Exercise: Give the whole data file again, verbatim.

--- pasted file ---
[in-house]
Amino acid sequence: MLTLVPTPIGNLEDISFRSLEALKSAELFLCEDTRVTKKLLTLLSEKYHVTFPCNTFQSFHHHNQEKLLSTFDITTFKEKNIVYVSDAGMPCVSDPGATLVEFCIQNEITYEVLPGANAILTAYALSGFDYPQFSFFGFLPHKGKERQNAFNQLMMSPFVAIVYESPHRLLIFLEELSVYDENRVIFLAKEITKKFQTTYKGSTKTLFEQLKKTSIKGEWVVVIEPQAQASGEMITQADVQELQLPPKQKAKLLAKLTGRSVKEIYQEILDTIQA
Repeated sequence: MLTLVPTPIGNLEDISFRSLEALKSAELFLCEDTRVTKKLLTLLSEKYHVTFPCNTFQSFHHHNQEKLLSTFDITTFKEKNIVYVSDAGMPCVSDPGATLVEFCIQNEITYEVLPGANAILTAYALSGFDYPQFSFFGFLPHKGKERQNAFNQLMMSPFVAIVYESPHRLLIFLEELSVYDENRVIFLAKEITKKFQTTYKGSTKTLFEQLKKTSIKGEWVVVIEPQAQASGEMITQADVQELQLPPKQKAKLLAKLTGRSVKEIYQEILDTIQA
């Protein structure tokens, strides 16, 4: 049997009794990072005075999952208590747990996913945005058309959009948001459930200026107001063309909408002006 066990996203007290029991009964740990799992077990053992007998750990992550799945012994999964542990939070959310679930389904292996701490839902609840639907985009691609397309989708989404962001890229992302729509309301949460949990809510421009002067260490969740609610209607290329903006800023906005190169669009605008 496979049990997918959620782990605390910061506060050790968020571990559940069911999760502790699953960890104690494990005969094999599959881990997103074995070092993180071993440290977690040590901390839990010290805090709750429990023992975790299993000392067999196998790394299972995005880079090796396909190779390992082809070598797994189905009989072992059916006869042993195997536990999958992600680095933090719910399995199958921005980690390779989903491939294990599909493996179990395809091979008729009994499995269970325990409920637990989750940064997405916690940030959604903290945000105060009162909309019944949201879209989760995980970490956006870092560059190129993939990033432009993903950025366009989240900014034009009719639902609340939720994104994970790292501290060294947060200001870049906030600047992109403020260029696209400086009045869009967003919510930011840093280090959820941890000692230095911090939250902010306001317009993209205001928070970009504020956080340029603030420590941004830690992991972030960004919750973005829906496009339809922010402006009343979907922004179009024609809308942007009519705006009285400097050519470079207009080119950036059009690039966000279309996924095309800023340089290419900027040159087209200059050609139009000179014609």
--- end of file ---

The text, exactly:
[in-house]
Amino acid sequence: MLTLVPTPIGNLEDISFRSLEALKSAELFLCEDTRVTKKLLTLLSEKYHVTFPCNTFQSFHHHNQEKLLSTFDITTFKEKNIVYVSDAGMPCVSDPGATLVEFCIQNEITYEVLPGANAILTAYALSGFDYPQFSFFGFLPHKGKERQNAFNQLMMSPFVAIVYESPHRLLIFLEELSVYDENRVIFLAKEITKKFQTTYKGSTKTLFEQLKKTSIKGEWVVVIEPQAQASGEMITQADVQELQLPPKQKAKLLAKLTGRSVKEIYQEILDTIQA
Repeated sequence: MLTLVPTPIGNLEDISFRSLEALKSAELFLCEDTRVTKKLLTLLSEKYHVTFPCNTFQSFHHHNQEKLLSTFDITTFKEKNIVYVSDAGMPCVSDPGATLVEFCIQNEITYEVLPGANAILTAYALSGFDYPQFSFFGFLPHKGKERQNAFNQLMMSPFVAIVYESPHRLLIFLEELSVYDENRVIFLAKEITKKFQTTYKGSTKTLFEQLKKTSIKGEWVVVIEPQAQASGEMITQADVQELQLPPKQKAKLLAKLTGRSVKEIYQEILDTIQA
């Protein structure tokens, strides 16, 4: 049997009794990072005075999952208590747990996913945005058309959009948001459930200026107001063309909408002006 066990996203007290029991009964740990799992077990053992007998750990992550799945012994999964542990939070959310679930389904292996701490839902609840639907985009691609397309989708989404962001890229992302729509309301949460949990809510421009002067260490969740609610209607290329903006800023906005190169669009605008 496979049990997918959620782990605390910061506060050790968020571990559940069911999760502790699953960890104690494990005969094999599959881990997103074995070092993180071993440290977690040590901390839990010290805090709750429990023992975790299993000392067999196998790394299972995005880079090796396909190779390992082809070598797994189905009989072992059916006869042993195997536990999958992600680095933090719910399995199958921005980690390779989903491939294990599909493996179990395809091979008729009994499995269970325990409920637990989750940064997405916690940030959604903290945000105060009162909309019944949201879209989760995980970490956006870092560059190129993939990033432009993903950025366009989240900014034009009719639902609340939720994104994970790292501290060294947060200001870049906030600047992109403020260029696209400086009045869009967003919510930011840093280090959820941890000692230095911090939250902010306001317009993209205001928070970009504020956080340029603030420590941004830690992991972030960004919750973005829906496009339809922010402006009343979907922004179009024609809308942007009519705006009285400097050519470079207009080119950036059009690039966000279309996924095309800023340089290419900027040159087209200059050609139009000179014609």